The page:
I figured you guys needed a break from swine flu, economic recessions and torture, so today I bring to you bogeying birds. Special thanks to green blogger Sarah Dowdey, who flagged this story as worthy of a post. By the way, if you haven't checked out Sarah's posts on ScienceStuff, do. She might know more about the planet right now than Mother Nature.
Egocentric species that we are, most of us assumed that humans were the only animals that could dance, whether spastically like Elaine on "Seinfeld" or smoothly like Steve-O on "Dancing with the Stars." Not true. Birds got rhythm, too, according to Mark Kaplan's story for National Geographic. Don't believe me? Have a look at Snowball the Dancing Cockatoo kicking it to Queen's classic "Another One Bites the Dust":
When hair falls on the wrong side of the scissors, it typically ends up in the trash. It could end up in the ground, though, cozying up to the roots of your veggies and providing them with nutritious, hairy doses of nitrogen. According to Marketplace, a company called Smart Grow based out of South Florida uses hair -- yes, human hair -- to weave all-natural mats that crowd out weeds and act as organic fertilizers.
The boiled, sanitized hair is imported from China (since it's generally less treated than Western hair), then stitched into rolls, circular mats or cubes that are placed at the bottom of pots or around the stems of plants. The product laces crops with nitrogen and other micronutrients while squeezing out weeds and helping to retain water. University of Florida plant pathologists found that the mats eliminated weeds better than the leading herbicides.
NASA's new Kepler telescope will help us pinpoint Earth-like planets spinning around distant stars, but now astronomers have something else to watch out for when eyeing other cosmic neighborhoods. Over the last 20 years, we've discovered hundreds of extrasolar planets, all orbitally bound to central stars like chicks to a mother hen. However, just like hamsters and mythological titans, sometimes these distant suns wind up chowing down on their young.
Recent computer models indicated that it was possible for a parent star to pull a planet in with its gravitational pull and absorb it. As you might imagine, this is extremely important data for planet hunters to keep in mind. After all, who wants to go to all the trouble of exploring, colonizing and maybe even terraforming a distant world all so its sun can gobble it up?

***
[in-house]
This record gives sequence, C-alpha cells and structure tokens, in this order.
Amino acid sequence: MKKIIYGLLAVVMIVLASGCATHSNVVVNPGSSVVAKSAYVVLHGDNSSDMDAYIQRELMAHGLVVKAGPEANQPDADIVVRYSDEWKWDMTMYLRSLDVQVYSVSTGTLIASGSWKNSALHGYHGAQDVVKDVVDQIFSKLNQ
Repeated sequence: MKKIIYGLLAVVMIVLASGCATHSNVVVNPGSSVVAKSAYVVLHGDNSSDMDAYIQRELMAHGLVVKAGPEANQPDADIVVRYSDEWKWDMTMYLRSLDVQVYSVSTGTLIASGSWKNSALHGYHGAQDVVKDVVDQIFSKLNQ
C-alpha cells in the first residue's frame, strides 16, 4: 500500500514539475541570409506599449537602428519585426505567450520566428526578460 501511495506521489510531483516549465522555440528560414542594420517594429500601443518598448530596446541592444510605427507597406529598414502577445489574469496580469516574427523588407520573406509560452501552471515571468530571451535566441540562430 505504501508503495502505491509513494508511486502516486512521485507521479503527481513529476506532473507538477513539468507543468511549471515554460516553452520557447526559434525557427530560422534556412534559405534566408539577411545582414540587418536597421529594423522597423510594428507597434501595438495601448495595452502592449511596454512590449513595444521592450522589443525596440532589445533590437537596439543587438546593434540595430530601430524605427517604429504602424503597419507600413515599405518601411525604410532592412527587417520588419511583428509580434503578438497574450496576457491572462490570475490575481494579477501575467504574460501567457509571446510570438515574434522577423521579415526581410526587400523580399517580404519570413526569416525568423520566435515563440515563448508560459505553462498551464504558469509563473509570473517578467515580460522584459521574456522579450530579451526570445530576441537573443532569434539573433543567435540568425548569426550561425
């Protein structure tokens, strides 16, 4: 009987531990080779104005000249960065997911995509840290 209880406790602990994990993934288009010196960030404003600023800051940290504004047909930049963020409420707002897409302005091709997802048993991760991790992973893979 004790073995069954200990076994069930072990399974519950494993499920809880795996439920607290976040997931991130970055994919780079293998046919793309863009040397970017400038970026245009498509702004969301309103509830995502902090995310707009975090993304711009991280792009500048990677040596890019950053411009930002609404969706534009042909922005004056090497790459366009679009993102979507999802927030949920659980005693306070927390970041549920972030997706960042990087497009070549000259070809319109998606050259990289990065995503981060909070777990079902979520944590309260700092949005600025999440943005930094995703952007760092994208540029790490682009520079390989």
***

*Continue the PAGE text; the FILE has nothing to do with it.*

You made it to the No. 1 super surprising recyclable item: your shoes. Unless you're a women's size 7 and want to donate them to me (I tend to be on the receiving end of my more fashion-forward friends' castoffs), plenty of places will happily accept your kicks, whether they're stilettos or sneakers.
If you're short on cash but long on style, you could always sell them. Down-and-out socialites might fare better with this approach, as consignment stores tend to look for brand names. A pair of well-heeled vintage Chanel pumps = score. Your scuffed black boots from Target = not so much.
The organization Soles for Souls seems to be less discriminating on the label front, but the folks behind it are still looking for new or gently used shoes. If you have a few laying about, you can ship them to one of its three U.S. warehouses or drop them off at one of its participating locations.
OK, so maybe not -- but when I read that scientists at Tokyo's Waseda University have created a mindless automation out of a polymer-based "color-changing, motile gel," forgive me if I grab an H.P. Lovecraft anthology and start flipping through some of my favorite tales for talk of blasphemous, amorphous horrors.
One thoughtful gaze into a clear night sky is enough to put our measly little lives in proper context. All those pinpricks of light have been traveling across the cosmos for billions of years, from stars born in a truly ancient galactic past.
Last week, astronomers spotted something in the sky that surpasses everything we've seen before. According to New Scientist, NASA's Swift satellite spotted the gamma radiation burst from a star exploding 13 billion light-years away. Again, that's 13 BILLION years in the past -- a mere 640 million years after the big bang. Following the April 23, 2009, event, astronomers from around the world turned their attention to the inferred afterglow.